Ever since she was a little girl, Dr. Amy Staton (13), assistant professor of veterinary technology at Morehead State, has loved animals and wanted to take care of them.
“I wanted to be the person behind the scenes caring for these animals, nursing and nurturing them back to health,” she said. “As I grew, my love for animals intensified and as a high school student, I began to explore my options. I knew that I wanted to play a major role in veterinary medicine but was unsure what path I wanted to take. As time progressed, I found my drive to become a veterinary technician grew stronger and I knew that this was what I wanted to do the rest of my life.”
Staton grew up in Salt Lick and in 2003, she earned her associate degree in veterinary technology from MSU. She completed her preceptorship at the University of Tennessee College of Veterinary Medicine before returning to MSU to earn her bachelor’s degree the following year. In 2013, she earned a Doctor of Education (Ed.D.) from MSU.
Staton is very actively involved at MSU and in the community, serving on boards and committees at the local and state levels. At MSU, Staton is the admissions coordinator for the Veterinary Technology Committee, the vice chair of the University’s Institutional Animal Care and Use Committee (IACUC), chair of the Agricultural Sciences Scholarship Committee and a member of the College of Science’s Honors Day Committee. Within MSU’s Department of Agricultural Sciences, she serves on the Veterinary Technology Program Committee, the Retention Committee and the Social Committee. She is also a member of the Kentucky Board of Veterinary Examiners, the Jessamine County Technical Center Advisory Board, the Kentucky Farm Bureau (KFB) Education Advisory Committee (and serves as chair of the Bath County committee), the Bath County Farm Bureau Women’s Committee and on the Buffalo Trace Veterinary Medical Association’s Planning Committee for Morehead Clinic Days.
“I use real-life scenarios to help students understand, full circle, the topic we are discussing. Providing real-world examples helps students understand the material better, retain the information and prepare them for what is to come when they graduate. I get to come to work every day and do what I love, all while helping students achieve their professional goals. I couldn’t ask for anything more.”– Dr. Amy Staton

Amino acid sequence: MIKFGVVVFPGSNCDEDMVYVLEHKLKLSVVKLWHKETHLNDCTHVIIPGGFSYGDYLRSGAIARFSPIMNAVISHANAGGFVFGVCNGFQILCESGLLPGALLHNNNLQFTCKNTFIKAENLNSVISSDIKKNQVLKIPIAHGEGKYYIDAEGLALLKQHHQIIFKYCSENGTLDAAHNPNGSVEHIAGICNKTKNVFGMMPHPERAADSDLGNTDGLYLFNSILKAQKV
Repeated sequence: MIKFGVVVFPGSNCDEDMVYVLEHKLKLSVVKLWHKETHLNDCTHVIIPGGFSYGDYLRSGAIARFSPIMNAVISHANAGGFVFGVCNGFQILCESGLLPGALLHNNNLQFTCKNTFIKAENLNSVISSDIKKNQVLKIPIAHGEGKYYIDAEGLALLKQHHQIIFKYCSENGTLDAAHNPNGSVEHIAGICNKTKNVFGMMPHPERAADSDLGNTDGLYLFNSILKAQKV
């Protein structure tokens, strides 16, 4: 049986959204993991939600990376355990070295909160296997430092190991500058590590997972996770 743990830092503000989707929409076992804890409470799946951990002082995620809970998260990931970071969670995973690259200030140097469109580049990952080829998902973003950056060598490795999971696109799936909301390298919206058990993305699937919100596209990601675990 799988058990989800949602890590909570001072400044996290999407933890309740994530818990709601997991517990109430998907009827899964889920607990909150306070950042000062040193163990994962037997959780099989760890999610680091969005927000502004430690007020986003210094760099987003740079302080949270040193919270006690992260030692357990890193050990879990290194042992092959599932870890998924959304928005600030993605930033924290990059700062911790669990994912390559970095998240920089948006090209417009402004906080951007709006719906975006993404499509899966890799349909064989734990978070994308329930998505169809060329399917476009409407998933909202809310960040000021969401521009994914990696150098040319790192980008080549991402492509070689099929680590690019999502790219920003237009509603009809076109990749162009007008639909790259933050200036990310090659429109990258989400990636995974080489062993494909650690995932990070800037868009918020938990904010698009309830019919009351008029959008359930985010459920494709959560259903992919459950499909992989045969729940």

Staton has earned numerous awards and recognitions, including being named one of the top 40 veterinary technology professors in the country by www.vettechcolleges.com, and was selected as the 2013 Veterinary Technician of the Year by the Kentucky Veterinary Technician Association.
Before coming to MSU, Staton worked for 10 years in mixed animal practice. She started her career at MSU in 2008 as a staff technologist, was promoted to instructor in 2013 and to assistant professor in 2016. Her areas of focus are small animal husbandry, animal care, surgical nursing and diagnostic imaging. While it’s her passion for caring for animals that steered her into the field, she said her love of teaching is what she finds most satisfying.
“The biggest reward for me is when I see students grow as a professional from day one to graduation and beyond. Students grow tremendously in their skillset and scientific knowledge during their time at MSU. My goal is for each student to be proficient at their skills, as well as build a strong scientific foundation, prior to graduation,” she said. “The best part of working at MSU is the belief that I impact the lives of the students and I strive to serve as a positive role model in their professional careers.”
Staton said those who are considering pursuing a career in veterinary technology need to have certain traits and chief among them should be a deep love for animals and learning.
“To be successful in the field of veterinary technology, you must have a love of animals. You must also have a love of science. This program is extremely hands-on but also incorporates critical thinking and the scientific knowledge behind the skills and procedures,” she said.
Staton added her professional experience in the field prior to coming to MSU helps her to better serve her students.
For more information about the veterinary technology program at Morehead State, visit www.moreheadstate.edu/study/vettech.